Spartan Bioscience takes aim at Legionnaires’ disease

Dr. Paul Lem, CEO

Dr. Paul Lem, CEO

Closely-held Spartan Bioscience’s recently launched an on-site rapid DNA test for Legionnaires’ disease that has the potential to eliminate lengthy culture testing in third-party labs and detect the Legionella bacteria ahead of an outbreak of the disease.

“On-site Legionella DNA testing is the first practical way to monitor and prevent Legionella outbreaks in many office buildings, hotels, schools and shopping centers,” Dr. Paul Lem, CEO, says in an interview with BioTuesdays. “With widespread testing, there is the potential to basically eradicate Legionnaires’ disease.” 

The Legionella test utilizes Spartan’s coffee-cup-sized, portable DNA analyzer, the Spartan Cube, and single-use disposable test cartridges that can detect and quantify Legionella bacteria in 45 minutes, compared with up to two weeks with conventional cultures. The Cube is the world’s smallest commercial molecular diagnostic device.

The Cube is the world’s smallest commercial molecular diagnostic device

The Cube is the world’s smallest commercial molecular diagnostic device

Dr. Lem explains that the technology is based on a highly accurate Nobel Prize winning chemistry called quantitative polymerase chain reaction (qPCR) and is designed to meet ISO technical standards. The system won the 2018 AHR Expo Innovation Award for Indoor Air Quality, as judged by the American Society of Heating, Refrigerating and Air-Conditioning Engineers.

Spartan’s product portfolio also includes a test for the CYP2C19 gene mutation, which can impair drug metabolism, and an Alzheimer’s disease risk test cartridge, which is being used by several pharmaceutical companies in clinical trials.

“Our business focus covers medical and non-medical testing, with a pipeline in three categories: pharmacogenetics, infectious diseases and environmental risks,” Dr. Lem points out.

Legionella is a naturally occurring bacterium found in ponds and streams but does not exist in high concentrations in its natural habitat. However, it can become wind borne, infecting cooling towers of heating, ventilation and air conditioning systems of large office buildings and hotels, and providing an ideal environment for the bacteria to grow. 

“Infected cooling towers release aerosolized water droplets contaminated with Legionella into the surrounding air,” Dr. Lem says, adding that building occupants who breathe in these water droplets can develop Legionnaires’ disease, a potentially fatal pneumonia. 

There are some three million to five million cases of pneumonia in the U.S. each year, with 2% to 9% diagnosed as Legionnaires

There are some three million to five million cases of pneumonia in the U.S. each year, with 2% to 9% diagnosed as Legionnaires

There are some three million to five million cases of pneumonia in the U.S. each year, with 2% to 9% diagnosed as Legionnaires. According to the WHO, the mortality rate for Legionnaires is 5% to 10% for non-hospitalized cases and 15% to 20% for hospitalized cases. The CDC also estimates the disease costs the healthcare system $101-million to $321-million a year.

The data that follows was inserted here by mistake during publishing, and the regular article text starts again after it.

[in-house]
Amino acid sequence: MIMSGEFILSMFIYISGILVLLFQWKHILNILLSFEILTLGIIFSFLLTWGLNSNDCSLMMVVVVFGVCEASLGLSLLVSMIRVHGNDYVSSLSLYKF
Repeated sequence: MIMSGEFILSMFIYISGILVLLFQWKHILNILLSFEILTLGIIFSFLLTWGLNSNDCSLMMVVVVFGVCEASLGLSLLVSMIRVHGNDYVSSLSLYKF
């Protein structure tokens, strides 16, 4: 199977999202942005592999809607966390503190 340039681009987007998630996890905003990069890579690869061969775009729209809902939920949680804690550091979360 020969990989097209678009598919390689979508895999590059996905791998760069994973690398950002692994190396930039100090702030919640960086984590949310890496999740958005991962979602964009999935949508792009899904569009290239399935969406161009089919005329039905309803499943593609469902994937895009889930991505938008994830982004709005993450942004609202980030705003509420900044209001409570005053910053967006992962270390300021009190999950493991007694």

“In the medical system, we do not routinely test for Legionnaires, so the disease is under diagnosed,” Dr. Lem suggests. New York City made testing for Legionnaires mandatory last year.

Legionella acquired its name after an outbreak of a then unknown mystery disease sickened 221 people, resulting in 34 deaths, at a convention of the American Legion in Philadelphia in July 1976. The causative agent was identified as a previously unknown bacterium six months later and named, Legionella.

Currently, Legionella bacterial culture testing of water samples from cooling towers can take up to two weeks, which Dr. Lem contends is too slow because Legionella can reach outbreak levels in as few as seven days.

A CDC study several years ago found that Legionella culture can underestimate actual Legionella levels by a factor of 10 or more. And culture incorrectly reported that water samples were negative for Legionella an average of 11.5% of the time when in fact they were positive.

According to Dr. Lem, buildings with cooling towers should test for Legionnaires weekly. Using the Spartan Cube and disposable test cartridges would cost $5,000-to-$10,000 a year. There are an estimated 150,000 office buildings with cooling towers in the U.S. and 500,000 worldwide, representing a market potential of more than $1-billion. “And that excludes schools, hotels and shopping centers,” he adds.

Spartan has dedicated a 10-person sales team to promote the Legionnaires test to property owners and managers across North America, with Dr. Lem suggesting the size of the team would likely grow because of the “substantial demand we’re seeing. We want to bring the test worldwide because the Europeans also are very interested in Legionnaires testing.”

The Canadian government, through its Public Services and Procurement Canada arm, is currently conducting a study of Spartan’s Legionnaires system against culture testing, as a first step to potentially adopting the test in government buildings across the country.

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FeatureLeonard ZehrSpartan